Some commentators have pointed out in the past, and reminded social media followers yesterday, that Science and the AAAS have had a poor track record on sexual harassment issues. The Brian Richmond story was a chance for the magazine to redeem itself, and indeed it was already on the way to doing so with fine stories by my colleague Jeff Mervis, who broke the Christian Ott Caltech story. My own perception is that the magazine was caught between its desire to take credit for the Richmond story and its fear of a lawsuit. In prior comments to people about this, and on discussion lists, I have tried to give my editors credit for doing the right thing and publishing a hard-hitting story despite their fears; but in the end they have decided to shoot the messenger.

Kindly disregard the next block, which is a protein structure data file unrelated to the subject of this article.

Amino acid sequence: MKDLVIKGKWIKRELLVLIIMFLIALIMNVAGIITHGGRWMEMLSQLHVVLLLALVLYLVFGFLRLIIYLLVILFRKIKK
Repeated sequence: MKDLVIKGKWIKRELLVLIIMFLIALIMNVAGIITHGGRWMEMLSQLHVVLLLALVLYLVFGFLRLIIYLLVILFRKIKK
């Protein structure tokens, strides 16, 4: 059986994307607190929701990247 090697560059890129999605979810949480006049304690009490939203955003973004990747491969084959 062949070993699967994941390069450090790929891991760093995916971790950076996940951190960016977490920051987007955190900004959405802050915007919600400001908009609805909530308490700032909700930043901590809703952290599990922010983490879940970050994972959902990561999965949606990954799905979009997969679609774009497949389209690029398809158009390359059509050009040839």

I've already talked above about the culture at AAAS that allowed four colleagues to be fired precipitously in 2014, and will not elaborate on that here--except to say that just as I was beginning the Brian Richmond investigation, one of my editors asked me to delete a key blog post about that episode in which I criticized our Editor-in-Chief Marcia McNutt for parroting the party line put out by former AAAS CEO Alan Leshner. I declined to engage in this sanitizing of the historical record, not least because I consider that episode to be one of the proudest moments of my life. It's not often that one gets to put one's career on the line for something one believes in, and I have no regrets.